When sharing my plans to come to France, the reaction was surprisingly formulaic. I'd be met with a rush of excitement, a pause, and then the—what I learned to be inevitable—question, "won't you be lonely?"
Until the first person asked, it hadn't crossed my mind as something to be concerned about. Despite complete confidence in the answer, it felt peculiar to say aloud: "I don't really...get...lonely?" Asked over and over again, my response evolved. "I don't really get lonely, but any time I crave connection, I'll find it."
I went looking for it in Nice, choosing a 4-bed, women-only, shared loft space in a yoga studio for my AirBnB. After my first day exploring Vieux Nice alone, I came home to a new dorm-mate. A quatri-lingual, vegan, Norwegian, physiotherapy student with whom casual small-talk and pleasantries seamlessly made way for a 3-hour discussion of mental health, politics, science, religion, things loved, and things hated. By the end of it, it was clear: we were on this trip together now.
Over the next two days, we (along with her friend, best described as devastatingly sweet in the most genuine way imaginable): climbed to the highest point in the city, found contemporary art that even the contemporary-art-skeptic among us wanted to take home, saw most of Monaco after hopping on the wrong bus, floated what felt like too far out in the unbelievably clear ocean, sat in awe of the melodic landslide of stones each time a wave collided with the stone-rock beach, and ate some of the best Thai food this side of, well, Thailand, I'd imagine.
All of this would've been wonderful alone. Art, nature, travel; to get the most out of any of it, you need both monologue and dialogue. But then there's food. As we passed the green Thai curry around the table, one by one, eyes went wide, heads tilted as if to ask, "are you kidding me?" and bodies slumped into that melt-into-your-chair moment of bliss. Food requires company. Food is meant to be shared. I can think of no words, in any language, more thrilling than, "you have to try this."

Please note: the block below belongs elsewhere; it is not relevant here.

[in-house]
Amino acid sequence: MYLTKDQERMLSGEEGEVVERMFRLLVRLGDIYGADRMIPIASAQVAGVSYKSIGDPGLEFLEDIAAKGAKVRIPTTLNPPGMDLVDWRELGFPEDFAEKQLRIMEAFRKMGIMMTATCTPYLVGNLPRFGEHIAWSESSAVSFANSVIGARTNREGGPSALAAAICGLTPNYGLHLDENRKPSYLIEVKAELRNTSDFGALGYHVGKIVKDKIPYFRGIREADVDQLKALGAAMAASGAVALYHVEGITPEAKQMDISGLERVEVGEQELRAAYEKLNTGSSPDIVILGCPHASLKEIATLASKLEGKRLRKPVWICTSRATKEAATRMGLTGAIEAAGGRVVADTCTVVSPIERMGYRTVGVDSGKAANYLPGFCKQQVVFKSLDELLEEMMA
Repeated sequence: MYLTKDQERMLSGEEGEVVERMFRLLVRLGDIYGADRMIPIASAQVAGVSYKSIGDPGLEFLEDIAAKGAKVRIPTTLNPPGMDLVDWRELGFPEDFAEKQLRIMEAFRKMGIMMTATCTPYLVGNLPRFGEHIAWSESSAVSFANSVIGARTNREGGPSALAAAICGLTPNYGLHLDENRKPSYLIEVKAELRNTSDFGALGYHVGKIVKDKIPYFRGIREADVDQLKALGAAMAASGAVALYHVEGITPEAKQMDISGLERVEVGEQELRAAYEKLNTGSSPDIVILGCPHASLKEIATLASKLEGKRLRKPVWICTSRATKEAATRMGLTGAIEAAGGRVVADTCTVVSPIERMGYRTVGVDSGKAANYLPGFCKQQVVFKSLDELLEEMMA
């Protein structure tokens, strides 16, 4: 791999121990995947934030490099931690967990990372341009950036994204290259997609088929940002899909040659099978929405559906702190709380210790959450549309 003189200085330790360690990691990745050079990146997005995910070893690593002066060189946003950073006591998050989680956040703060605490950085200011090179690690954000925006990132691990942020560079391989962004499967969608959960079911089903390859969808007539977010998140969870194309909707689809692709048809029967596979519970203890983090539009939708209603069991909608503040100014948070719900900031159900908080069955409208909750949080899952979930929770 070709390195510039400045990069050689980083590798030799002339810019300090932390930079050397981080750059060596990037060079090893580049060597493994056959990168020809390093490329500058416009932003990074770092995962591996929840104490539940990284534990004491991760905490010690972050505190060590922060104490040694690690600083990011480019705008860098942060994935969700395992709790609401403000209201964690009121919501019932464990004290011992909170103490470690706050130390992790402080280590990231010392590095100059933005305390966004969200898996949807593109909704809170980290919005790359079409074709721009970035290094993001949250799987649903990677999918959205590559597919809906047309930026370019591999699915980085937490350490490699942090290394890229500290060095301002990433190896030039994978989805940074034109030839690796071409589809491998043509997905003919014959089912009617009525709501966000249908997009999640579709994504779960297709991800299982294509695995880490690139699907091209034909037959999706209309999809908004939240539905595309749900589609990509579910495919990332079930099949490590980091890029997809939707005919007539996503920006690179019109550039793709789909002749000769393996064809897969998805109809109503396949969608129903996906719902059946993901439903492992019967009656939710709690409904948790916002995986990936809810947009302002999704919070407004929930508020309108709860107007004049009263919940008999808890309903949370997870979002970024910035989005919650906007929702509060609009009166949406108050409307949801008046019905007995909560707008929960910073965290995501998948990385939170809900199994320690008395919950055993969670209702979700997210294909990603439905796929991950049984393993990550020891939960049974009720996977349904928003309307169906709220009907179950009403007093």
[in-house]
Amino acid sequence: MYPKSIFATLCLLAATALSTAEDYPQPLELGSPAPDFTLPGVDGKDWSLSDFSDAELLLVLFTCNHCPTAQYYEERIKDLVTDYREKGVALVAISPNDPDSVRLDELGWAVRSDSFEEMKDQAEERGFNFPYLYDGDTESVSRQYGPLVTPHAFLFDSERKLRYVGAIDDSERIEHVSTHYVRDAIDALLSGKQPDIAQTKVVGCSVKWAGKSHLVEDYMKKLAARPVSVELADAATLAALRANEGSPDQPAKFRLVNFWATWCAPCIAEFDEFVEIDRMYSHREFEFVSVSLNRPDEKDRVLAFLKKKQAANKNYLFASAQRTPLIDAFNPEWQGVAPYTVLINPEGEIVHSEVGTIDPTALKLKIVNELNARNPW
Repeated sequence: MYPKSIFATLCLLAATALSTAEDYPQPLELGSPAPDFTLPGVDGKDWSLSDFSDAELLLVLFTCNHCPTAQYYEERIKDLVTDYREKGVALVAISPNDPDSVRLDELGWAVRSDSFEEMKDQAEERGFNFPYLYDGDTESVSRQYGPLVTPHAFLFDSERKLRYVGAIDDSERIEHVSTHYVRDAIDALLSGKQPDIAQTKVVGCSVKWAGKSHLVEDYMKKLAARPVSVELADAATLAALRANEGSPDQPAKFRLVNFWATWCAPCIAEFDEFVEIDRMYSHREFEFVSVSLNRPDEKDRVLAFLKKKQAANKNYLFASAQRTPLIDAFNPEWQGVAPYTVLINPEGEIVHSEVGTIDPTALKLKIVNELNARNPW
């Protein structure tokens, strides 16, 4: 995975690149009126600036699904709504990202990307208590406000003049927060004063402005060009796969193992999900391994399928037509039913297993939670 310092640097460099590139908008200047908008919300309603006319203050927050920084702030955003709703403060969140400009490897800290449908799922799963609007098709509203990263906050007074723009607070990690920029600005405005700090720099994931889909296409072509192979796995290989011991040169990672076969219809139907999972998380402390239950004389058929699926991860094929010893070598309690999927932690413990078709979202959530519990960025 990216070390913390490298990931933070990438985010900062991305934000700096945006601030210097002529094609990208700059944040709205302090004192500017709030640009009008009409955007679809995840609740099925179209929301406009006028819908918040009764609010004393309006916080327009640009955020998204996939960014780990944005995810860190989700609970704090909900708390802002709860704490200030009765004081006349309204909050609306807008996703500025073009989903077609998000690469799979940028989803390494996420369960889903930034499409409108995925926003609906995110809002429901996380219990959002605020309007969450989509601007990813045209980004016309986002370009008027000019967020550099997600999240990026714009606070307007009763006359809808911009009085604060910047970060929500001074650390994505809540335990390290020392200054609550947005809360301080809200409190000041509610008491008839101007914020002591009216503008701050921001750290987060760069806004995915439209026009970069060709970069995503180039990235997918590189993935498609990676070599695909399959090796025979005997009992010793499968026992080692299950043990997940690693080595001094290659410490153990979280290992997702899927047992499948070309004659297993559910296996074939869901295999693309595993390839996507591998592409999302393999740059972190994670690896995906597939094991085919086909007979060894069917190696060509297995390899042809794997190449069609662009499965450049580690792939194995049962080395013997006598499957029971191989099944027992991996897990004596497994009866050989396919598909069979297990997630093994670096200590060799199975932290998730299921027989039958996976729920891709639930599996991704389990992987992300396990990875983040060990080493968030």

As tempting as it was to break borders and make Thai food, Nice still has so much to offer. In honor of my vegan and gluten-free friends, it seemed only fitting to make socca. The traditional Nicois street food is a deeply savory chickpea pancake cooked on a massive stone beside an open flame. Cut into uneven shards, it's served in a paper cone, ideal for strolling and snacking.
Making it at home—unless you have a wood-burning oven, in which case, invite me over—is a little like the difference between toasting a marshmallow over a campfire vs. over a stove top. But we can mimic the intense heat by stealing a little tip from the good ol' American South: pouring the velvety batter into a piping hot cast-iron pan and then broiling. If you don't have a cast-iron, best to use the stove. I tried the broiler approach with stainless steel and ceramic, and neither held enough heat to get the socca where it needs to go. Non-traditional, but I found that adding a bit of cumin to the batter fooled my palate into detecting fire somewhere along the way.
However you get there, in the end there's a nutty pancake that's satisfying eaten off paper on the street, or treated more like a crepe at home, decked out with complementary fillings.
Socca (serves 5-6 as appetizer/snack)
2 cups chickpea flour
1/2 tsp cumin
1 cup water
1 1/2 TBS olive oil
1 1/2 tsp salt